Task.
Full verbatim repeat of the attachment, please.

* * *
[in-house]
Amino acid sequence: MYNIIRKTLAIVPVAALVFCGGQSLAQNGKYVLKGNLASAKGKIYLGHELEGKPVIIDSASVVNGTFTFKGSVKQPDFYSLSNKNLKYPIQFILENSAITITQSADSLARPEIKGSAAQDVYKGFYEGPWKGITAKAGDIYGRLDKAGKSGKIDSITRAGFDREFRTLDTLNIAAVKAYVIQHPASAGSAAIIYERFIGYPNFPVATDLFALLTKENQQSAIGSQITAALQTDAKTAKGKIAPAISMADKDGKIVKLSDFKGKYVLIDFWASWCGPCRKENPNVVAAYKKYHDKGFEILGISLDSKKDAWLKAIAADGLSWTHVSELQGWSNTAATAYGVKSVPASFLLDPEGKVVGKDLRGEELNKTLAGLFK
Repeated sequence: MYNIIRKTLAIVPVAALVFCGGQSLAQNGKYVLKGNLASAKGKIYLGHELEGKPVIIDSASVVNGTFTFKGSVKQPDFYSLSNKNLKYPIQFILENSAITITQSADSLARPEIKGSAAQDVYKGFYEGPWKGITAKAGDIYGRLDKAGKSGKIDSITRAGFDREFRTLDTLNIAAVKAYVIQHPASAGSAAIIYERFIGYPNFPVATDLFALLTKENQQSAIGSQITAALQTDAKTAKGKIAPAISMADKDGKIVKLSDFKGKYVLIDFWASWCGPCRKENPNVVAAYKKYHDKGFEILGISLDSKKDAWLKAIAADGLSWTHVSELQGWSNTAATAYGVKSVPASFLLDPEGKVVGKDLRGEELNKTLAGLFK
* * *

[in-house]
Amino acid sequence: MYNIIRKTLAIVPVAALVFCGGQSLAQNGKYVLKGNLASAKGKIYLGHELEGKPVIIDSASVVNGTFTFKGSVKQPDFYSLSNKNLKYPIQFILENSAITITQSADSLARPEIKGSAAQDVYKGFYEGPWKGITAKAGDIYGRLDKAGKSGKIDSITRAGFDREFRTLDTLNIAAVKAYVIQHPASAGSAAIIYERFIGYPNFPVATDLFALLTKENQQSAIGSQITAALQTDAKTAKGKIAPAISMADKDGKIVKLSDFKGKYVLIDFWASWCGPCRKENPNVVAAYKKYHDKGFEILGISLDSKKDAWLKAIAADGLSWTHVSELQGWSNTAATAYGVKSVPASFLLDPEGKVVGKDLRGEELNKTLAGLFK
Repeated sequence: MYNIIRKTLAIVPVAALVFCGGQSLAQNGKYVLKGNLASAKGKIYLGHELEGKPVIIDSASVVNGTFTFKGSVKQPDFYSLSNKNLKYPIQFILENSAITITQSADSLARPEIKGSAAQDVYKGFYEGPWKGITAKAGDIYGRLDKAGKSGKIDSITRAGFDREFRTLDTLNIAAVKAYVIQHPASAGSAAIIYERFIGYPNFPVATDLFALLTKENQQSAIGSQITAALQTDAKTAKGKIAPAISMADKDGKIVKLSDFKGKYVLIDFWASWCGPCRKENPNVVAAYKKYHDKGFEILGISLDSKKDAWLKAIAADGLSWTHVSELQGWSNTAATAYGVKSVPASFLLDPEGKVVGKDLRGEELNKTLAGLFK